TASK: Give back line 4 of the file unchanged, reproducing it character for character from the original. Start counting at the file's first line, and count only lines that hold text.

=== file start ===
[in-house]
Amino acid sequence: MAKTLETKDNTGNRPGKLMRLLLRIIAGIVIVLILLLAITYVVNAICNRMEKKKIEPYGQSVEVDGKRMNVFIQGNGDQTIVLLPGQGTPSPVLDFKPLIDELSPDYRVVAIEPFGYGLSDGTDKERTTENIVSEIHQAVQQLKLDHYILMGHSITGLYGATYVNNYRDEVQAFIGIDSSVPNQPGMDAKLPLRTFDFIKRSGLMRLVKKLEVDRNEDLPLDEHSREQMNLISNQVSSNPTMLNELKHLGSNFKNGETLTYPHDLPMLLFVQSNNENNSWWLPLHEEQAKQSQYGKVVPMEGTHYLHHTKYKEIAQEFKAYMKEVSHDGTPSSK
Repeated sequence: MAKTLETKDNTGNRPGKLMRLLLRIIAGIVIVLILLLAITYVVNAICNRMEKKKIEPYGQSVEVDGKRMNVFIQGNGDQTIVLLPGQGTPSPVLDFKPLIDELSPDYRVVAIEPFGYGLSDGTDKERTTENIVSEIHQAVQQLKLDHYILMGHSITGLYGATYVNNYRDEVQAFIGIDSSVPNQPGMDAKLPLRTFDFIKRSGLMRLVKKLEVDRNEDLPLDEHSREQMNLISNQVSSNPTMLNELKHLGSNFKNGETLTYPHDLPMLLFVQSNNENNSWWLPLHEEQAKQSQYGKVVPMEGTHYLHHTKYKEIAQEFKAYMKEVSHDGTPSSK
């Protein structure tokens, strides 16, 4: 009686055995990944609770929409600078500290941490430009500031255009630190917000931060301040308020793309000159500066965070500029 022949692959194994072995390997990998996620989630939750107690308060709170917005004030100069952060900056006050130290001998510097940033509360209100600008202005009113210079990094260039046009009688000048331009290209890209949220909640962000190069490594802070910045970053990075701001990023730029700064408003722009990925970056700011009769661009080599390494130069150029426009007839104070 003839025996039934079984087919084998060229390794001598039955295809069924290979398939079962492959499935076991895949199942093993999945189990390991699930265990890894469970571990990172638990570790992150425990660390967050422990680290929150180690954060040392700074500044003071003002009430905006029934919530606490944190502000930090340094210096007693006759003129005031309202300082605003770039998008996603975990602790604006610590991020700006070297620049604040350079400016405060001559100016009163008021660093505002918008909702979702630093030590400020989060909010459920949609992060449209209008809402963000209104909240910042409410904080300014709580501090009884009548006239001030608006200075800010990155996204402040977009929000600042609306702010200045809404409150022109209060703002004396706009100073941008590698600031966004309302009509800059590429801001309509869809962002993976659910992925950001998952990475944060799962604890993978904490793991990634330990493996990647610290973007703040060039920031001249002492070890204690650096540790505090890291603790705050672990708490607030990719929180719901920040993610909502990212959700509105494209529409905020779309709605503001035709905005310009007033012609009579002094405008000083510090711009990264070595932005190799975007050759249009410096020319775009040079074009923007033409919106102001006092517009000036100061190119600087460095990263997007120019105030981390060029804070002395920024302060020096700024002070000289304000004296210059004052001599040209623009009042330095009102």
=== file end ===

């Protein structure tokens, strides 16, 4: 009686055995990944609770929409600078500290941490430009500031255009630190917000931060301040308020793309000159500066965070500029 022949692959194994072995390997990998996620989630939750107690308060709170917005004030100069952060900056006050130290001998510097940033509360209100600008202005009113210079990094260039046009009688000048331009290209890209949220909640962000190069490594802070910045970053990075701001990023730029700064408003722009990925970056700011009769661009080599390494130069150029426009007839104070 003839025996039934079984087919084998060229390794001598039955295809069924290979398939079962492959499935076991895949199942093993999945189990390991699930265990890894469970571990990172638990570790992150425990660390967050422990680290929150180690954060040392700074500044003071003002009430905006029934919530606490944190502000930090340094210096007693006759003129005031309202300082605003770039998008996603975990602790604006610590991020700006070297620049604040350079400016405060001559100016009163008021660093505002918008909702979702630093030590400020989060909010459920949609992060449209209008809402963000209104909240910042409410904080300014709580501090009884009548006239001030608006200075800010990155996204402040977009929000600042609306702010200045809404409150022109209060703002004396706009100073941008590698600031966004309302009509800059590429801001309509869809962002993976659910992925950001998952990475944060799962604890993978904490793991990634330990493996990647610290973007703040060039920031001249002492070890204690650096540790505090890291603790705050672990708490607030990719929180719901920040993610909502990212959700509105494209529409905020779309709605503001035709905005310009007033012609009579002094405008000083510090711009990264070595932005190799975007050759249009410096020319775009040079074009923007033409919106102001006092517009000036100061190119600087460095990263997007120019105030981390060029804070002395920024302060020096700024002070000289304000004296210059004052001599040209623009009042330095009102």